# Java learning process - Promotion

When I forget you, I forget myself—— Wuthering Heights

Normal distribution: also known as Gaussian distribution, it is a very important probability distribution in mathematics, physics, engineering and other fields, and has a significant influence in many aspects of statistics. The normal curve is bell shaped, with low ends, high middle and symmetrical left and right. Because its curve is bell shaped, it is often called bell shaped curve. If the random variable X obeys a mathematical expectation of μ, Variance is σ^ Normal distribution of 2, denoted as n( μ，σ^ 2). The probability density function is the expected value of normal distribution μ Determines its position and its standard deviation σ Determines the magnitude of the distribution. When μ = 0 σ = The normal distribution at 1 is the standard normal distribution. The probability density function and expected variance are shown in the following figure: preface

This week, we will continue to learn about the polymorphism of the three Java features. So far, we have learned about the three Java features. Later, we will improve our programming ability on the basis of these three features.

1, Polymorphism

Polymorphism means that after the attributes and methods defined in the parent class are inherited by the subclasses, they can have different data types or show different behaviors, which makes the same attribute or method have different meanings in the parent class and its subclasses. Is this concept similar to the method overloading we learned last week~

For object-oriented languages, polymorphism is divided into compile time polymorphism and runtime polymorphism. Compile time polymorphism is static, which mainly refers to method overloading. It distinguishes different methods according to different parameter lists. After compilation, it will become two different methods to achieve polymorphism. While runtime polymorphism is dynamic, it is realized through dynamic binding, which is commonly referred to as polymorphism.

2, Three necessary conditions for implementing polymorphism in Java

There are three necessary conditions for Java to implement polymorphism: inheritance, rewriting and upward transformation. Only when these three conditions are met, developers can use unified logic implementation code to handle different objects in the same inheritance structure, so as to perform different behaviors.

1. inheritance: there must be subclasses and parent classes with inheritance relationships in polymorphism.

2. override: subclasses redefine some methods in the parent class. When these methods are called, the subclass's methods will be called.

3. upward Transformation: in polymorphism, a subclass reference needs to be assigned to the parent object. Only in this way can the reference call both the parent method and the subclass method. Let's take a concrete example to see how to implement Java class polymorphism.

3, Actual combat X

3, Actual combat

1. first, create a Graph class, define parameters and methods, and define the area() method to calculate the area.

```package Third.tisheng5;
public class Graph {
double upper;
double lower;
double high;

Graph(double r) { //Construction method with 1 parameter
}
Graph(double up,double low,double hig) { //Construction method with 3 parameters
this.upper = up;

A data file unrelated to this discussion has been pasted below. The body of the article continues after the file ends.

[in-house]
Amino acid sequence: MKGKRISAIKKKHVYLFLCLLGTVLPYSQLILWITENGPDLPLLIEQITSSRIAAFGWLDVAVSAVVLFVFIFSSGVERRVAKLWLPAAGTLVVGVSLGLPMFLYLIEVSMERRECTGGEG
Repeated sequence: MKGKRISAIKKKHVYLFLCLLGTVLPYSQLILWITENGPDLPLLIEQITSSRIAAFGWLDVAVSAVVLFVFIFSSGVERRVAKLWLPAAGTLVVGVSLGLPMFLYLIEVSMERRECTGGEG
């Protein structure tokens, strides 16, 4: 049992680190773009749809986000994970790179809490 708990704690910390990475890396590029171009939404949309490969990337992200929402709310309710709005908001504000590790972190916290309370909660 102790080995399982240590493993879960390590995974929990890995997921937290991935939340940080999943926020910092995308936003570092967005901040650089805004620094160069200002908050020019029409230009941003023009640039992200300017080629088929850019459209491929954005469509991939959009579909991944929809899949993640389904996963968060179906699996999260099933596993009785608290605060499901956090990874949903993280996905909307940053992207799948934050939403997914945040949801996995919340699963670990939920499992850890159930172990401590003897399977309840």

this.lower = low;
this.high = hig;
}
double area() { // Used to calculate the area of objects
System.out.println("The method for calculating the object area in the parent class has no practical significance and needs to be overridden in the child class.");
return 0;
}
}```
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2. then define the Circle class to inherit the Graph class, which calls the constructor of the parent class and overrides the area() method in the parent class.

```package Third.tisheng5;
public class Circle extends Graph {
Circle(double r) {
super(r);
}
double area() {//Override the area method of the parent class and return the value
System.out.println("The circle\'s area:");
}
}
```
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3 create a tradezoid class that inherits the Graph class, which is similar to Circle.

```package Third.tisheng5;
public class Trapezoid extends Graph {
Trapezoid(double up, double low,double hig) {
super(up, low,hig);
}
double area() {//Override the method of the parent class and return the value
System.out.println("The Trapezoid\'s area: ");
return (super.upper *+super.lower)*super.high / 2;
}
}```
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4. create a Test class. In the main() method of the class, first declare the graph variable of the graph class, then specify different objects for the graph variable, and call the area() method of these objects. The codes are as follows:

```package Third.tisheng5;
public class Test {
public static void main(String[] args) {
Graph graph; // Declare variables of the Graph class
graph = new Circle(9);//Call the Circle method of the Circle class
System.out.println(graph.area());
System.out.println("===============================");
graph = new Trapezoid(6, 8,10);//Calling the tradezoid method of the tradezoid class
System.out.println(graph.area());
System.out.println("===============================");
graph = new Graph(10, 10,12);
System.out.println(graph.area());
}
}```
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Operation results and screenshots It can be found from the above code that no matter whether the object of the Graph variable is circle or Trapezoid, they are all subclasses of the Graph class, so they can be transformed upward to this class to achieve polymorphism.

Xiaobian has something to say

This week, let's review the overloading and rewriting of methods. Polymorphism is also implemented to facilitate you to understand the differences between them. The following is the exercise time